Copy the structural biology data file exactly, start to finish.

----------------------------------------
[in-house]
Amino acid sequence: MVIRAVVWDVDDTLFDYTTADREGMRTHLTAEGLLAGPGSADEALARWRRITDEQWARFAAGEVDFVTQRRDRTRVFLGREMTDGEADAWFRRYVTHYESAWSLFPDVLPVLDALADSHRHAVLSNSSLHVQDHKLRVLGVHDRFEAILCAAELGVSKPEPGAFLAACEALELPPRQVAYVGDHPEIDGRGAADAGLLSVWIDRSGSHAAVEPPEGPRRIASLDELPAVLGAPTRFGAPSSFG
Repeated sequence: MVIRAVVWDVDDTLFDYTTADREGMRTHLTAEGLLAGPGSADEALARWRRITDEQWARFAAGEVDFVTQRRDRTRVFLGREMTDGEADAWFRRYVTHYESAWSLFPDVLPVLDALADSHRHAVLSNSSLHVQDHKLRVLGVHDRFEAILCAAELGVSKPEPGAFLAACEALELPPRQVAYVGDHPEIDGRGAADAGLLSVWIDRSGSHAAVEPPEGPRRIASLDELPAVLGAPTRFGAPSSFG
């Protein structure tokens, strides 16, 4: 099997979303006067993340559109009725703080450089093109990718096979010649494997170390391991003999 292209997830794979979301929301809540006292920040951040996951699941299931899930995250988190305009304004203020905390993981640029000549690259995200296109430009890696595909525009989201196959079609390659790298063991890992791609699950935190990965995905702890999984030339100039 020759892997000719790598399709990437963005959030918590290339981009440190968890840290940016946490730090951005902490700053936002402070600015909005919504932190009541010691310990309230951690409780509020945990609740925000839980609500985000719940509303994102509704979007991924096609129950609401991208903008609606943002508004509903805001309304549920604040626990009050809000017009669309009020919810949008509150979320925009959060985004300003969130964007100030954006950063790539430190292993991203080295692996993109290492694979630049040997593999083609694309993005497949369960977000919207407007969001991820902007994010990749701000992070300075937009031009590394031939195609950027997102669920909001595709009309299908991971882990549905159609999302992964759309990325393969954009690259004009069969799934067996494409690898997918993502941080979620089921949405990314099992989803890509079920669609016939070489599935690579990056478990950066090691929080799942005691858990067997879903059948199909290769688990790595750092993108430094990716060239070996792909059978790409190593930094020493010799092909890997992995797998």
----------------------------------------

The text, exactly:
[in-house]
Amino acid sequence: MVIRAVVWDVDDTLFDYTTADREGMRTHLTAEGLLAGPGSADEALARWRRITDEQWARFAAGEVDFVTQRRDRTRVFLGREMTDGEADAWFRRYVTHYESAWSLFPDVLPVLDALADSHRHAVLSNSSLHVQDHKLRVLGVHDRFEAILCAAELGVSKPEPGAFLAACEALELPPRQVAYVGDHPEIDGRGAADAGLLSVWIDRSGSHAAVEPPEGPRRIASLDELPAVLGAPTRFGAPSSFG
Repeated sequence: MVIRAVVWDVDDTLFDYTTADREGMRTHLTAEGLLAGPGSADEALARWRRITDEQWARFAAGEVDFVTQRRDRTRVFLGREMTDGEADAWFRRYVTHYESAWSLFPDVLPVLDALADSHRHAVLSNSSLHVQDHKLRVLGVHDRFEAILCAAELGVSKPEPGAFLAACEALELPPRQVAYVGDHPEIDGRGAADAGLLSVWIDRSGSHAAVEPPEGPRRIASLDELPAVLGAPTRFGAPSSFG
């Protein structure tokens, strides 16, 4: 099997979303006067993340559109009725703080450089093109990718096979010649494997170390391991003999 292209997830794979979301929301809540006292920040951040996951699941299931899930995250988190305009304004203020905390993981640029000549690259995200296109430009890696595909525009989201196959079609390659790298063991890992791609699950935190990965995905702890999984030339100039 020759892997000719790598399709990437963005959030918590290339981009440190968890840290940016946490730090951005902490700053936002402070600015909005919504932190009541010691310990309230951690409780509020945990609740925000839980609500985000719940509303994102509704979007991924096609129950609401991208903008609606943002508004509903805001309304549920604040626990009050809000017009669309009020919810949008509150979320925009959060985004300003969130964007100030954006950063790539430190292993991203080295692996993109290492694979630049040997593999083609694309993005497949369960977000919207407007969001991820902007994010990749701000992070300075937009031009590394031939195609950027997102669920909001595709009309299908991971882990549905159609999302992964759309990325393969954009690259004009069969799934067996494409690898997918993502941080979620089921949405990314099992989803890509079920669609016939070489599935690579990056478990950066090691929080799942005691858990067997879903059948199909290769688990790595750092993108430094990716060239070996792909059978790409190593930094020493010799092909890997992995797998």